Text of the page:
Make Your Ideal Travel Kit (Rough and Rapid): Imagine you could travel anywhere. Think for a moment what you might need in your ideal travel kit for this trip. Now make a travel kit just for you and your trip.
Our Tools of the Trade, and our Creative Team’s prototypes
The goal is to quickly ideate and iterate an idea
Sometimes the hardest part of prototyping is moving from an early, emerging idea to that first step of giving it some shape. Get out of your comfort zone and accept that things will not be “perfect”. The goal is to jump right into making things real and expressing the vision to others anyway you can.
Jump in, the water’s fine!
Below are time-lapse videos that walk you through our process of going through the human centered design course workshops with the creative team here at Emerge.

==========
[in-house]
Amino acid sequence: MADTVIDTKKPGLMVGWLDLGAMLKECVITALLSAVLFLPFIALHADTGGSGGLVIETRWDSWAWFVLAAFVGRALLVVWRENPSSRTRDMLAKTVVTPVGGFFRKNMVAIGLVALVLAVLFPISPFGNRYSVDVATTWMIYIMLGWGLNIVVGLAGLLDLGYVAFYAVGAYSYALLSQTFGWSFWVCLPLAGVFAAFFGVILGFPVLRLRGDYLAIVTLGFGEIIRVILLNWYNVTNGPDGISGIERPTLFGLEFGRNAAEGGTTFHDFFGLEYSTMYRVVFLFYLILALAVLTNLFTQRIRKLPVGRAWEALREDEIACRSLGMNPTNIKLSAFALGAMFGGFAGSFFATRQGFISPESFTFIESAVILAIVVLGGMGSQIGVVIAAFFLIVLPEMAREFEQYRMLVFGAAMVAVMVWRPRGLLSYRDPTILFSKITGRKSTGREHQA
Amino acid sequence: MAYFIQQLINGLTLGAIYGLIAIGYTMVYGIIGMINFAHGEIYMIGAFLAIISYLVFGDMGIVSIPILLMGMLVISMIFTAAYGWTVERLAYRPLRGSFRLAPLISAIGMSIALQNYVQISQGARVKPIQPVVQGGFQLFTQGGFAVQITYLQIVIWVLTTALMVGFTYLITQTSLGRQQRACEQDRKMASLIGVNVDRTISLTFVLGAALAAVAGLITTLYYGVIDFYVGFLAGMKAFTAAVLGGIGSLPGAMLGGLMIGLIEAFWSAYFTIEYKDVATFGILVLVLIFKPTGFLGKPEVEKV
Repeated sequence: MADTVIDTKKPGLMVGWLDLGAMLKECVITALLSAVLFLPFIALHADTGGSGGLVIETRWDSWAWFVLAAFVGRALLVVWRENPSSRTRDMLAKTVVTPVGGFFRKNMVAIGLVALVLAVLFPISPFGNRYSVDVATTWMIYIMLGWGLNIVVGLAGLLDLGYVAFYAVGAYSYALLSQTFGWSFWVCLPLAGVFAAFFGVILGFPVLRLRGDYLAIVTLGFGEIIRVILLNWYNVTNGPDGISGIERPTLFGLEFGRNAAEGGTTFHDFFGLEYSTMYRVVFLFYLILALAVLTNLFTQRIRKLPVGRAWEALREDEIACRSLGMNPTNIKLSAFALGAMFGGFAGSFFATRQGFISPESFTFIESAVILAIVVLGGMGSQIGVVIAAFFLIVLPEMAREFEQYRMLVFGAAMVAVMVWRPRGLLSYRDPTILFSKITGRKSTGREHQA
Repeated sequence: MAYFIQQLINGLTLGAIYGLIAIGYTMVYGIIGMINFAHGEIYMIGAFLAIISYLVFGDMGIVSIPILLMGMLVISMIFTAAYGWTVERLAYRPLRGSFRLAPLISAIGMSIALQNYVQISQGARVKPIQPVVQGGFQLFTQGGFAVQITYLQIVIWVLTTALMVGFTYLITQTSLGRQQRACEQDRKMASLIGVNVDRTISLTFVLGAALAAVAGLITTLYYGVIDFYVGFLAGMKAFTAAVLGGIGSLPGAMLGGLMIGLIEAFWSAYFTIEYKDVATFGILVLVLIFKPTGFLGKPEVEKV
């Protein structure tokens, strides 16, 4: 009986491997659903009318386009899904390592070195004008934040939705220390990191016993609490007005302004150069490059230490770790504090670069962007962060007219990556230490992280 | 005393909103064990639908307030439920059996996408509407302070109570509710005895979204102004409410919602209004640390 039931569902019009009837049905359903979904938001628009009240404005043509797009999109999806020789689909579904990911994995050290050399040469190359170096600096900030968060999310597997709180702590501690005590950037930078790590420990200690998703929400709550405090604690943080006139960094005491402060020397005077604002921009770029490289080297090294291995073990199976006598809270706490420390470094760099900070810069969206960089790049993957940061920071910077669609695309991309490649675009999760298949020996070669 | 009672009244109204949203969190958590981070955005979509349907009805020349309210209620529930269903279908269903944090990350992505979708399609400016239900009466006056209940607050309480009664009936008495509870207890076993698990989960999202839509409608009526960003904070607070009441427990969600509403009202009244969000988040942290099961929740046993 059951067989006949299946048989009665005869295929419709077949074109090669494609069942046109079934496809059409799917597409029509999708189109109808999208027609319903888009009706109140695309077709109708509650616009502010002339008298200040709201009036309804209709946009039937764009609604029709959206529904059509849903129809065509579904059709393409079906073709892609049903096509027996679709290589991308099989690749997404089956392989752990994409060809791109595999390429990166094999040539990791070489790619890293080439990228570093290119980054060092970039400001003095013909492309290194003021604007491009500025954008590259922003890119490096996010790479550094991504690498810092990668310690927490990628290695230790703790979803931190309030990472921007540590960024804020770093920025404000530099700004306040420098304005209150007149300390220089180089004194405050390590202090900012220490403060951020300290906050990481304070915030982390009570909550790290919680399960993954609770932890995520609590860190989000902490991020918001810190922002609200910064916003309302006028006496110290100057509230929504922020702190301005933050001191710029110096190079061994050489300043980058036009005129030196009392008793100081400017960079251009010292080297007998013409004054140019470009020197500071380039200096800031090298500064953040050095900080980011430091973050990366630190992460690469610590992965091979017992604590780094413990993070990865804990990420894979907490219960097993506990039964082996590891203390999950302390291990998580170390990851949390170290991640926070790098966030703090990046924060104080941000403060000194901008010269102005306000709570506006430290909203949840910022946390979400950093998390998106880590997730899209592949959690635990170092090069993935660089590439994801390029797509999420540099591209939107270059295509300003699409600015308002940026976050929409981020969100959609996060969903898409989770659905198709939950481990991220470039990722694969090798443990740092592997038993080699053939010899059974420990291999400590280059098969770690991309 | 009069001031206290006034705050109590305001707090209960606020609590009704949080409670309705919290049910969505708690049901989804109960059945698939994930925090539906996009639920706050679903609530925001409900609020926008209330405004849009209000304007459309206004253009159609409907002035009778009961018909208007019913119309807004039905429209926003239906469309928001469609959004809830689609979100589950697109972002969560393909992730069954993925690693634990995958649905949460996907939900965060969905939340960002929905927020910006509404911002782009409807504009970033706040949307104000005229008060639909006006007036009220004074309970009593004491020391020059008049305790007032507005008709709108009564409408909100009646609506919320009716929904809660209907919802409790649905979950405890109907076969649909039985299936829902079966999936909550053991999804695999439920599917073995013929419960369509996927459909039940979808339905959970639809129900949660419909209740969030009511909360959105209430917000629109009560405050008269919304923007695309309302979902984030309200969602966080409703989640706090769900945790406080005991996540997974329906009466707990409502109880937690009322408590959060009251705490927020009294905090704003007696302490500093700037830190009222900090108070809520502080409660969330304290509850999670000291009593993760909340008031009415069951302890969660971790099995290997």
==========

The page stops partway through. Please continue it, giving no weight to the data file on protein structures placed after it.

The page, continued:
These critical 6 steps are essential to success with The Design Kit: Human Centered Design Prototyping Workshop course.
We’ve broken the following steps out below and included our takeaway with each:
- Focus on the User
- Collaboration is Key
- Make it Meaningful
- Failing is Natural
- Design with Heart
- Keep on Refining
Step 1: “Focus on the User”
These seed ideas provide a basis for thinking how to approach focusing on “the user”:
- What are the user’s needs and pain points?
- How can we make the user experience more intuitive and user-friendly?
- What are the user’s goals and how can we help them achieve those goals?
- What is the context in which the user will be using our product, and how can we design for that context?
- How can we incorporate user feedback and iteration throughout the design process to ensure that our solution meets the user’s needs?
- How might we improve health in everyday places?